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Over 500 barristers sign open letter to BSB chairman attacking training reform proposals

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Regulator’s consultation into future bar training closed yesterday

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Over 500 barristers have publicly slammed the Bar Standards Board’s (BSB) proposed training reforms in an open letter to its chairman.

The letter, addressed to Sir Andrew Burns, claims that the alternatives to the Bar Professional Training Course (BPTC) that have been put forward are “not guided by a proper understanding of the BSB’s statutory objectives of promoting and protecting the public interest.”

Launched back in October, the BSB-led consultation trumpeted several new training options for aspiring barristers. These included the ‘managed pathways’ approach, which promoted new bar-focused law degrees, and the ‘bar specialist’ approach, which would introduce a new super-exam “open to any candidate”. The BSB then invited opinions on this in a consultation that closed yesterday.

The open letter — which has been signed by ex-Lord Chief Justice and Blackstone Chambers barrister Lord Woolfe — continues:

[The consultation paper] fails to identify the underlying cause of the current problems, namely the fact that BPTC provision has become a self-serving industry that has vastly outgrown its raison d’être of training people in preparation for their becoming one of the people who commence providing legal services every year as members of the Bar of England and Wales.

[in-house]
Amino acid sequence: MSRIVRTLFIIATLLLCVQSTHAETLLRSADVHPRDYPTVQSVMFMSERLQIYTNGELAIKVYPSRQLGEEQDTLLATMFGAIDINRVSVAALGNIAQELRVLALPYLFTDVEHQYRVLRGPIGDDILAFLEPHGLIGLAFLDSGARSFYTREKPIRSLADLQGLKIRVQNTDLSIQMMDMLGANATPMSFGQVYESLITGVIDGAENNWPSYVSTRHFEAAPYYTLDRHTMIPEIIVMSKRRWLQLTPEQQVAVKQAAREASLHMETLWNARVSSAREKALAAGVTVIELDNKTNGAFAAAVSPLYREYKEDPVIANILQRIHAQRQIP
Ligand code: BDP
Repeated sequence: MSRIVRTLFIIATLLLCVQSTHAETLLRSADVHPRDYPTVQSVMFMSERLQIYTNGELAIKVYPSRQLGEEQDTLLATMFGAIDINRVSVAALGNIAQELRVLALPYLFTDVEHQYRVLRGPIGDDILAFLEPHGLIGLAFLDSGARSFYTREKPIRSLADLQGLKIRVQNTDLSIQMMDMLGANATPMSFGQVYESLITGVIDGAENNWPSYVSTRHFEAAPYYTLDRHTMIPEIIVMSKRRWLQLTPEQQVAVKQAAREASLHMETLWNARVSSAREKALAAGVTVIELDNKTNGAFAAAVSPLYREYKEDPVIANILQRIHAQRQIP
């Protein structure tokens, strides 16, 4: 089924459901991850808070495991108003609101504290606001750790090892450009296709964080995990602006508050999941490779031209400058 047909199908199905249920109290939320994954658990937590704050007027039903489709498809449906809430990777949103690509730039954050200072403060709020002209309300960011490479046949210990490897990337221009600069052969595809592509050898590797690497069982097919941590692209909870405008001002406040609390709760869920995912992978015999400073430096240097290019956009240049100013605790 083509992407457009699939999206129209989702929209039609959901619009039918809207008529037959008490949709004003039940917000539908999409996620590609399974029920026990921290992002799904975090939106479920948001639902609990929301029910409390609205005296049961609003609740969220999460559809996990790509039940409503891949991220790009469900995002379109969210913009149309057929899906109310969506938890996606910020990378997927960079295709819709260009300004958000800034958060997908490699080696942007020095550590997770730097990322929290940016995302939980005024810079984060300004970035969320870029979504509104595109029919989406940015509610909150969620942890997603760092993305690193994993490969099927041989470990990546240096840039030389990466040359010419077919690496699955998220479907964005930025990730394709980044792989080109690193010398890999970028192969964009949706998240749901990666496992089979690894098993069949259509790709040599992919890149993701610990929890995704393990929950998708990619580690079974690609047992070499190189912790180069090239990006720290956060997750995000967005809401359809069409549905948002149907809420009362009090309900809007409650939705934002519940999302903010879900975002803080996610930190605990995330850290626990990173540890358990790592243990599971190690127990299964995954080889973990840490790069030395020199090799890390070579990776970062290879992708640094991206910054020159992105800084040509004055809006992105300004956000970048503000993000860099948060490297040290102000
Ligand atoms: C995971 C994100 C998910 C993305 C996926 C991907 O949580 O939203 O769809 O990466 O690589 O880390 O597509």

Highlighting what they believe are “serious flaws” with the BSB’s new proposals, the signatories go on to throw their support behind the Bar Council’s alternative approach. Not included in the original consultation paper, the Bar Council and The Council of the Inns of Court (COIC) have suggested splitting the BPTC in two.

Part one would feature the “knowledge-based parts” of the vocational course, such as civil and criminal procedure, with law school attendance at this stage remaining optional. Part two would then see aspiring barristers tackle the “skills-based elements” including advocacy, drafting and conferencing skills. It is at this point that students will have to attend law school.

According to the letter, this approach “represents a practicable and realistic way forward” and would “reduce the overall costs of qualification”. The latest figures show that a place on the BPTC can cost in excess of £19,000 for those wishing to study in London.

Read the open letter in full below:

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